Physicists at the Laboratory for Attosecond Physics, which is jointly run by Ludwig-Maximilians-Universität and the Max Planck Institute of Quantum Optics, have developed a high-power laser system that generates ultrashort pulses of light covering a large share of the mid-infrared spectrum. The researchers envisage a wide range of applications for the technology – in the early diagnosis of cancer, for instance.

Molecules are the building blocks of life. Like all other organisms, we are made of them. They control our biorhythm, and they can also reflect our state of...

Im Focus: Spider silk key to new bone-fixing composite

University of Connecticut researchers have created a biodegradable composite made of silk fibers that can be used to repair broken load-bearing bones without the complications sometimes presented by other materials.

Repairing major load-bearing bones such as those in the leg can be a long and uncomfortable process.

Im Focus: Writing and deleting magnets with lasers

Study published in the journal ACS Applied Materials & Interfaces is the outcome of an international effort that included teams from Dresden and Berlin in Germany, and the US.

Scientists at the Helmholtz-Zentrum Dresden-Rossendorf (HZDR) together with colleagues from the Helmholtz-Zentrum Berlin (HZB) and the University of Virginia...

Im Focus: Gamma-ray flashes from plasma filaments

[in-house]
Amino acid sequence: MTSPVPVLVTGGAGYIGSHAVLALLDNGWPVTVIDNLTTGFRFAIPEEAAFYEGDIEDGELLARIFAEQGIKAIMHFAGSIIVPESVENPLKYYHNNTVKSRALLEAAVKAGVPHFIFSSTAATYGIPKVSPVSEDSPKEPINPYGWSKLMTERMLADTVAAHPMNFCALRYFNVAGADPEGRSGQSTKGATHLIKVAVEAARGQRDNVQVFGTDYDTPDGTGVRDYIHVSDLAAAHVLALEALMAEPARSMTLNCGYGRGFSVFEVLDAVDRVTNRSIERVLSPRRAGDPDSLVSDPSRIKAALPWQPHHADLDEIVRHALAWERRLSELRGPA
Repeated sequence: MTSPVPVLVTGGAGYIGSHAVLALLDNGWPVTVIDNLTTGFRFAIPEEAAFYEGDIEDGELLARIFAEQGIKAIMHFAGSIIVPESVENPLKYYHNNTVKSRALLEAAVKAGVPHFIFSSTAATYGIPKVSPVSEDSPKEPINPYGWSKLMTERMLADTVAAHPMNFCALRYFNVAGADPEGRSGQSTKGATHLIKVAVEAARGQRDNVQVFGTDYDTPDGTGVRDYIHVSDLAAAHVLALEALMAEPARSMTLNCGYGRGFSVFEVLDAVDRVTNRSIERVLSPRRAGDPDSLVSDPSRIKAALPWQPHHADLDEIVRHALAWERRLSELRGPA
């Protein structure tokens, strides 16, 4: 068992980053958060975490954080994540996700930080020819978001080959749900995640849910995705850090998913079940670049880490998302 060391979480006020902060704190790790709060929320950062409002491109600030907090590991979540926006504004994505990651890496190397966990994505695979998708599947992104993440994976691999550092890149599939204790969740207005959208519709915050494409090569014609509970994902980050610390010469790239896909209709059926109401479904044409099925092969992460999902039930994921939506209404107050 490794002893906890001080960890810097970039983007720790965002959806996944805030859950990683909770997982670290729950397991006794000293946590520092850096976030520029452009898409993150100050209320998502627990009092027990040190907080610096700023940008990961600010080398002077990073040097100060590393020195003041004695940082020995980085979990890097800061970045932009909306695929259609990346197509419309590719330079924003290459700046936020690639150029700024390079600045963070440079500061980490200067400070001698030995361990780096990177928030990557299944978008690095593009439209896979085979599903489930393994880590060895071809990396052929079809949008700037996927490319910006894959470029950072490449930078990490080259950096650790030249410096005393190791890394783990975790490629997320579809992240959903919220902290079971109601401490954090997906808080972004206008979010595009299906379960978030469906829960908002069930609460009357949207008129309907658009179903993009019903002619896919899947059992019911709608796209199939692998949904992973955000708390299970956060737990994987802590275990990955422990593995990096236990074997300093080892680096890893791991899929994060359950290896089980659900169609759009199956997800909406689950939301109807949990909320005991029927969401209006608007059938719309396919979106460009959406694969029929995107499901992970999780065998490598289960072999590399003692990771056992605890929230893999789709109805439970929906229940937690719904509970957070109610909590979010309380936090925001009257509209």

Novel highly efficient and brilliant gamma-ray source: Based on model calculations, physicists of the Max PIanck Institute for Nuclear Physics in Heidelberg propose a novel method for an efficient high-brilliance gamma-ray source. A giant collimated gamma-ray pulse is generated from the interaction of a dense ultra-relativistic electron beam with a thin solid conductor. Energetic gamma-rays are copiously produced as the electron beam splits into filaments while propagating across the conductor. The resulting gamma-ray energy and flux enable novel experiments in nuclear and fundamental physics.

The typical wavelength of light interacting with an object of the microcosm scales with the size of this object. For atoms, this ranges from visible light to...

All Focus news of the innovation-report >>>

Anzeige

Anzeige

VideoLinks
Industry & Economy
Event News

Invitation to the upcoming "Current Topics in Bioinformatics: Big Data in Genomics and Medicine"

13.04.2018 | Event News

Unique scope of UV LED technologies and applications presented in Berlin: ICULTA-2018

12.04.2018 | Event News

IWOLIA: A conference bringing together German Industrie 4.0 and French Industrie du Futur

09.04.2018 | Event News

 
Latest News

Complete skin regeneration system of fish unraveled

24.04.2018 | Life Sciences

Scientists create innovative new 'green' concrete using graphene

24.04.2018 | Materials Sciences

BAM@Hannover Messe: innovative 3D printing method for space flight

24.04.2018 | Trade Fair News

VideoLinks
Science & Research
Overview of more VideoLinks >>>